Pivotal member of the Metaphysical Club, author of The Varieties of Religious Experience, older brother of extraordinary siblings Henry and Alice, the remarkable William James put an indelible stamp on psychology, philosophy, teaching, and religionon modernism itself. In this thought-provoking and moving biography, James emerges as an immensely complex and fascinating man. Through passionate scholarship, Robert D. Richardson illuminates James’s life and hugely influential works: the Varieties, Principles of Psychology, Talks to Teachers, and Pragmatism. At last, in this definitive work William James is given his due as a man whose influence resonates in innumerable areas of modern life.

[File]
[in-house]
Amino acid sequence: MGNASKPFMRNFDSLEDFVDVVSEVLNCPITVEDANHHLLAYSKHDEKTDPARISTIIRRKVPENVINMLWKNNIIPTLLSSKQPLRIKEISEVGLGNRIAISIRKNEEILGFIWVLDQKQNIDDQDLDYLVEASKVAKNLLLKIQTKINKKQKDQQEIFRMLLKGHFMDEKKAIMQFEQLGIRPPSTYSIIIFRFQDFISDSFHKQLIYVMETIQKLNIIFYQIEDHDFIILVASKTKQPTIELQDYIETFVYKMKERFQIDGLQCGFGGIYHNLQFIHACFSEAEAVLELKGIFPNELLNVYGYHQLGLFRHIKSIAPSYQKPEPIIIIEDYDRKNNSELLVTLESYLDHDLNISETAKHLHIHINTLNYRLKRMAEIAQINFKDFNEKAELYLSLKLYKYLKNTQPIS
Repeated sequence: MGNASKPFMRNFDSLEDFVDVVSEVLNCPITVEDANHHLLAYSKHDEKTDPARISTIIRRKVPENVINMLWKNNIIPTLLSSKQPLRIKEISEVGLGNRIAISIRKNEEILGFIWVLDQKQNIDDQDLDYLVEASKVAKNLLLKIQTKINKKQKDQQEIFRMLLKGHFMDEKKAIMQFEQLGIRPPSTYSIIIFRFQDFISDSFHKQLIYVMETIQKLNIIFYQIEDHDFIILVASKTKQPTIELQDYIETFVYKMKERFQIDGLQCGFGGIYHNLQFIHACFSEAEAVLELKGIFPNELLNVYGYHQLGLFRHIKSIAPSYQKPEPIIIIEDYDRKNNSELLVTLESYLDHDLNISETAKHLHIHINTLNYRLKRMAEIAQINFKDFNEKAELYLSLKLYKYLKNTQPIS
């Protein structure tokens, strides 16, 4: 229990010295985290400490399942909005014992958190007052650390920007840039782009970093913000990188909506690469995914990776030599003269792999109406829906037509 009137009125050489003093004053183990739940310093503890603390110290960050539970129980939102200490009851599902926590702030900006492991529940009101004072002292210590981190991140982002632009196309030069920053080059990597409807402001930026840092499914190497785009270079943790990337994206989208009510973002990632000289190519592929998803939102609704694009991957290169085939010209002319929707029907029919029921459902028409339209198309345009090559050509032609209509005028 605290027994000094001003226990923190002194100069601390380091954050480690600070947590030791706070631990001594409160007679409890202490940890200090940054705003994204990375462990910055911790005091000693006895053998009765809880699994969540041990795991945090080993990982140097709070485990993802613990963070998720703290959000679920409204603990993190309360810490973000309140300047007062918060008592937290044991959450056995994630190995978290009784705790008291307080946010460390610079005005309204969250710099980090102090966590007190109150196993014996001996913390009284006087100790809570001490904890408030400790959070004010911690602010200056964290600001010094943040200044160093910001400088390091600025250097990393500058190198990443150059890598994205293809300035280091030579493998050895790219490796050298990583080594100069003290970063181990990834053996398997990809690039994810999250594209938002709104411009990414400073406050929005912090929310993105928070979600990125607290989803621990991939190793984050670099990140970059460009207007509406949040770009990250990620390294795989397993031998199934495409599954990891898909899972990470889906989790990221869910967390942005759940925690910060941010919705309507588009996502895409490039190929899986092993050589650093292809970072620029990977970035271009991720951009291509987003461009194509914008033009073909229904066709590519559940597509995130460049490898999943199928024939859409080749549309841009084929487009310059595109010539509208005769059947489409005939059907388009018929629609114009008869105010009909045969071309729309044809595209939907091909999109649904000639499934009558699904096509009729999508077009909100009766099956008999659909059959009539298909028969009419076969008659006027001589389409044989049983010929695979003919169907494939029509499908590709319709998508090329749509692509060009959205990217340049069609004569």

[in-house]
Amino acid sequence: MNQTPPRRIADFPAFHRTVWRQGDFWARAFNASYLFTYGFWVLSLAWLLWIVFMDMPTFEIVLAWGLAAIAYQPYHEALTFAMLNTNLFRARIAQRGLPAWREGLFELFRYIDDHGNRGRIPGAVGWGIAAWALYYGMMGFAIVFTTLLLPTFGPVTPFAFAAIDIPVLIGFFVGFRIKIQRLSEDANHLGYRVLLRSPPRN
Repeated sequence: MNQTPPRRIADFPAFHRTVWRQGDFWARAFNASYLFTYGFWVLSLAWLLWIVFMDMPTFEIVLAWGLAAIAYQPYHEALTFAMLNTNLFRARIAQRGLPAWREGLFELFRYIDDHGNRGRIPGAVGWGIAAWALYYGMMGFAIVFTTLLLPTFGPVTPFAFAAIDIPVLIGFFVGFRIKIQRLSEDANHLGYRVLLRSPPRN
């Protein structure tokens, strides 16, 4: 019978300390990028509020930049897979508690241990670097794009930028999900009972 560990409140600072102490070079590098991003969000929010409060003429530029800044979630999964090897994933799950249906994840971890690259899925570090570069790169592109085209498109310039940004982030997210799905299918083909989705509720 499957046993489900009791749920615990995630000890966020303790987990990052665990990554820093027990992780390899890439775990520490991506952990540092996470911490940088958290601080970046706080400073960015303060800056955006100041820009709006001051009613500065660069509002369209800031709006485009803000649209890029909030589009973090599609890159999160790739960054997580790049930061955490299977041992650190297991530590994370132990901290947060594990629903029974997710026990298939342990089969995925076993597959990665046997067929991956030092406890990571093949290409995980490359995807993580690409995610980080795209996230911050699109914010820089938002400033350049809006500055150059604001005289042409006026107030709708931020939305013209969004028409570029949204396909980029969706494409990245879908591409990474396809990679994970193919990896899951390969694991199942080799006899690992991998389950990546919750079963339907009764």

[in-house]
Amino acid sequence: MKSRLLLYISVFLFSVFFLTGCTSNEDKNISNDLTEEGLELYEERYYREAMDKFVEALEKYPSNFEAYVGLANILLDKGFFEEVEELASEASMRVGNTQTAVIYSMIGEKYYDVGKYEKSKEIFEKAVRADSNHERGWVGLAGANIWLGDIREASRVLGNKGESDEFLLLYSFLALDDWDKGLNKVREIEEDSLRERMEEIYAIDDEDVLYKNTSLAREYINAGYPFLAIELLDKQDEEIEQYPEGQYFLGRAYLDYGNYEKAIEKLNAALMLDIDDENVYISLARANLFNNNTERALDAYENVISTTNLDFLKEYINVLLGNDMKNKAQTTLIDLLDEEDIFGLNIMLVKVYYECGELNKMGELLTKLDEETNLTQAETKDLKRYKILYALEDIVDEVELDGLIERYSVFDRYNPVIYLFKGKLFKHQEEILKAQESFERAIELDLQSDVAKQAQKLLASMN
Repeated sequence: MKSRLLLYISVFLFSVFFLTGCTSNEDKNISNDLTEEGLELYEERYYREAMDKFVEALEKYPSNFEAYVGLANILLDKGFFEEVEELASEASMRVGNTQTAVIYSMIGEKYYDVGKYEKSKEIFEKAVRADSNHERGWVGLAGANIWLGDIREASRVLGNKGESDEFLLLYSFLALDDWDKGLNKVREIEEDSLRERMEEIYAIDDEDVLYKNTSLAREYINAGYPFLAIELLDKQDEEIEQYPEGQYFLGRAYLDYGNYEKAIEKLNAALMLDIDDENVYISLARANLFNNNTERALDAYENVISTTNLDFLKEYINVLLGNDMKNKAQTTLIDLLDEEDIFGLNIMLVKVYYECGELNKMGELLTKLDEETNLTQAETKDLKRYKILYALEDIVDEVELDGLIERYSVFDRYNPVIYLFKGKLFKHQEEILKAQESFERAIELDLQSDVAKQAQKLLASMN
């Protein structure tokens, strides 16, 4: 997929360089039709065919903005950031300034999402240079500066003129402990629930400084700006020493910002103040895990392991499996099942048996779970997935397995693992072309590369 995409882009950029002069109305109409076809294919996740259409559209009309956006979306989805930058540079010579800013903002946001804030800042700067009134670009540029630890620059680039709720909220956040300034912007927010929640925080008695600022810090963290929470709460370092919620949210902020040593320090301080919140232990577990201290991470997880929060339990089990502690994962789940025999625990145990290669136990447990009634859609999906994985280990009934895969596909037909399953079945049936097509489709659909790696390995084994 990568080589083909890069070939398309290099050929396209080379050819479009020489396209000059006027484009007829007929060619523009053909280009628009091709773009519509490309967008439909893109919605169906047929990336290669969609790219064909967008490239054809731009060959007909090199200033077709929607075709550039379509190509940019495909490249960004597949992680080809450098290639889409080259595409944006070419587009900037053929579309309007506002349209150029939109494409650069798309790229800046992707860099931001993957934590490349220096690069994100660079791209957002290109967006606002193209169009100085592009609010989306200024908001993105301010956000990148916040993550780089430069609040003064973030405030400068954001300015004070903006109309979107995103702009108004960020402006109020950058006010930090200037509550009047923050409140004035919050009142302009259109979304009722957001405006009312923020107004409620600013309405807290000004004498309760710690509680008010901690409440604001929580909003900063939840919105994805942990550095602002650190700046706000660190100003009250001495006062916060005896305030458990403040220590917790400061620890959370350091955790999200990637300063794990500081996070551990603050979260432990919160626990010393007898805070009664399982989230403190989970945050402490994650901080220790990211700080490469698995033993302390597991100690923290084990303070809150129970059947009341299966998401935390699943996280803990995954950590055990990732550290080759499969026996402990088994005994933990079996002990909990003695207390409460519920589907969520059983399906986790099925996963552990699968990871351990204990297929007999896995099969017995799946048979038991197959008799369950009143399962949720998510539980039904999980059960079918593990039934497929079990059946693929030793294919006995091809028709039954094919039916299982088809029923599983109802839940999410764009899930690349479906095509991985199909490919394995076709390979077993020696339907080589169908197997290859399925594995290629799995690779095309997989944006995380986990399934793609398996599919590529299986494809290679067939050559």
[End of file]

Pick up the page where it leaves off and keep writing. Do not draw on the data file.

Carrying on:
…a magnificent biography, written with ease and panache, replete with quotation, careful exegesis and useful commentary and suffused with a well-judged admiration for its subject. Nonetheless, the reader will need to pay steady attention, for James's thought can be dense in places, and his style, while famously memorable and even aphoristic, can't always make transparent everything in his more scientific or speculative pages. Still, it's easy to understand why James, who coined such vivid phrases as "the bitch-goddess success," "the moral equivalent of war" and "the sick soul" was once described as writing philosophy as if it were fictionjust as his brother Henry often seemed to be writing fiction as if it were philosophy.